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Old January 25th, 2008, 02:51 PM   #1
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Keying with 35mm Adapters

I am involved with a project that we will do a lot of green screen work in. I currently shoot with modified version of the Letus 35a, and the HV20.

I've noted keying is a bigger problem due to the vignetting issue associated with these adapters.

I am looking for techniques and advice on attaining best keying results using adapters. Anybody ?
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Old January 25th, 2008, 09:08 PM   #2
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Chris.

I'm dabbling in that which I do not know with this comment so whatever comes along afterward has to be better, hopefully guided not misguided in the enquiry direction by my comment.

The Pro35 handbook recommends creating a special "lens file" for cameras like the Sony F950. I understand this to be a feature which adjusts for brightness anomalies of particular lens types.

Some time back, someone published here a method of dealing with corner and edge falloff, also dust and fixed pattern artifacts. This involved shooting a reference plate ( maybe not correct word ), then applying this inversely with a layer in post to counteract the artifact.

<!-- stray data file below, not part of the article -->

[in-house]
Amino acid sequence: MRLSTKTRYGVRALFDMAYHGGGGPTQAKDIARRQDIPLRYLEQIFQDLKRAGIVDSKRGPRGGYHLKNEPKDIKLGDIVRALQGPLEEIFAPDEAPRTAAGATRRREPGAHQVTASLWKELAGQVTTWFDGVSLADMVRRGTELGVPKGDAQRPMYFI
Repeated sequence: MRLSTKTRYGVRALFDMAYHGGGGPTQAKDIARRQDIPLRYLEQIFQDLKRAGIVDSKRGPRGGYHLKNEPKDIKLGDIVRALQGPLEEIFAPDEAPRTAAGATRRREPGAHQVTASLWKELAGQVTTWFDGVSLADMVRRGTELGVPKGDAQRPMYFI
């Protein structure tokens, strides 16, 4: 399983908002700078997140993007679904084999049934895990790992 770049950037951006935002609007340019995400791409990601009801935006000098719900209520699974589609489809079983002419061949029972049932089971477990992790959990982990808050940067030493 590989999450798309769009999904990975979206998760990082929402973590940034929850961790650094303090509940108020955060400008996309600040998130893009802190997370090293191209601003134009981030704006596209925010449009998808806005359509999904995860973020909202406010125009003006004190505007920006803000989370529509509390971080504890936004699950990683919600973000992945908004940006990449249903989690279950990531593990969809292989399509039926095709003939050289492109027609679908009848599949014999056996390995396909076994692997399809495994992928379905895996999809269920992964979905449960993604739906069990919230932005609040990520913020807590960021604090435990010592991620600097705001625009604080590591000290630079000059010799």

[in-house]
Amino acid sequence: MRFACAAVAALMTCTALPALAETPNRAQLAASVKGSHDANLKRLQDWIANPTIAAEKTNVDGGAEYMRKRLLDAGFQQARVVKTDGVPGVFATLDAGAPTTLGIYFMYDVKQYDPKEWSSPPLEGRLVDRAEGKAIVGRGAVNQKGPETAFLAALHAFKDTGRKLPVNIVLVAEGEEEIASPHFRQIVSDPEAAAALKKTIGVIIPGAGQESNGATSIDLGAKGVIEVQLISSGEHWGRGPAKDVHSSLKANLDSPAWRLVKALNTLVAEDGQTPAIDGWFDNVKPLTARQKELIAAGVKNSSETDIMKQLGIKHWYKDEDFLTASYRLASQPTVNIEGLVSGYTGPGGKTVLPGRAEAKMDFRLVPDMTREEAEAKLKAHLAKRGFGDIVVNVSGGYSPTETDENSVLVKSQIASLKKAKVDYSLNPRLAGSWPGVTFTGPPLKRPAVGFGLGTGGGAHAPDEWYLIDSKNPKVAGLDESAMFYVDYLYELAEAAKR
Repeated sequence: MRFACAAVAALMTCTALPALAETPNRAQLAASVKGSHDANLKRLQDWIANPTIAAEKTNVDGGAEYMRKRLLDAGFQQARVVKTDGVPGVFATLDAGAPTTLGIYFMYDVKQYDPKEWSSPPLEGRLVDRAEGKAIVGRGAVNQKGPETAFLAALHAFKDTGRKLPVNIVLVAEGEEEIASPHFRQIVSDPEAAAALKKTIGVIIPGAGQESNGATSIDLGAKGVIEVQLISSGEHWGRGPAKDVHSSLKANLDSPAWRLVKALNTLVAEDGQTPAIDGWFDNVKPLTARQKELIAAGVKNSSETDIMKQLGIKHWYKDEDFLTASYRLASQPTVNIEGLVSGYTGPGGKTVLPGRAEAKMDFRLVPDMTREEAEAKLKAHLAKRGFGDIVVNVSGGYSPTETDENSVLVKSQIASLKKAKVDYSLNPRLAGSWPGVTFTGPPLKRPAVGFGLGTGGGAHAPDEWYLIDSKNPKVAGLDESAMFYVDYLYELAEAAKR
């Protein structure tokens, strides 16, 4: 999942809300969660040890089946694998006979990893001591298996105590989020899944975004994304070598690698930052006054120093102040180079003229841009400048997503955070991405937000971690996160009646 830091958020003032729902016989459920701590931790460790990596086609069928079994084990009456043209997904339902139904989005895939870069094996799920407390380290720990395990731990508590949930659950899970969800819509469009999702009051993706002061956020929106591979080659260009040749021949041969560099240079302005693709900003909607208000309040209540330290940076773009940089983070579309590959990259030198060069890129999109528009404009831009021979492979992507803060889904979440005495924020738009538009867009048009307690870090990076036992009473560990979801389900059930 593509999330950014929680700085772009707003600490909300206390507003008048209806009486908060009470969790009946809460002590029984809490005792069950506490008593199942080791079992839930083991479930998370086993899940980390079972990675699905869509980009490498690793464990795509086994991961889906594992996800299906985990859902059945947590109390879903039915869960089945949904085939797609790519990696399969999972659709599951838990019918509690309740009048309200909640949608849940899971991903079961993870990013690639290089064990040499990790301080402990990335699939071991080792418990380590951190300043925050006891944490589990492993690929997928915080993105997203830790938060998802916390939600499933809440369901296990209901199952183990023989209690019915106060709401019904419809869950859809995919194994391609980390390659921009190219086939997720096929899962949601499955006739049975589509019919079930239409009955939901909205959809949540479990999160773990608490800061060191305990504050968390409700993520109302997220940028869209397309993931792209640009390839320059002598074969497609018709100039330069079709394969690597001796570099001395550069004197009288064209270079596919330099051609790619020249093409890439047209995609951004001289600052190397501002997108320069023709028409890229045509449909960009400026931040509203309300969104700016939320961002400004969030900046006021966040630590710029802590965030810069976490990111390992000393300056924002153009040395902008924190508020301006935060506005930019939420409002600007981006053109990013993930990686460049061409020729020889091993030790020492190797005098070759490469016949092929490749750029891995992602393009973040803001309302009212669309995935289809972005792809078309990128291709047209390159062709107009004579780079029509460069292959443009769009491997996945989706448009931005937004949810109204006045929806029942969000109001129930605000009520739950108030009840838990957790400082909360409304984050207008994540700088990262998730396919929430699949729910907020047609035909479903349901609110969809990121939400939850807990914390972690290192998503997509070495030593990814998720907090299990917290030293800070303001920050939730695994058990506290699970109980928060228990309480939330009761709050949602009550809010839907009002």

This works only with fixed artifacts. If there is a varying brightness anomaly which is caused by a zoom lens like with the PD150, then it would not work.

I realise the HV20 will not have the "lens file" feature but there may be some backyard tricky cheat someone might know.

The creating of a reference plate and applying this to correct a brightness falloff issue before making the matte might work.

This might also be valid for creating a correcting reference plate by lighting a white background before hanging the greenscreen, to allow for subtle variations in the light levels across the screen. Might also be a lot of pointless work as well.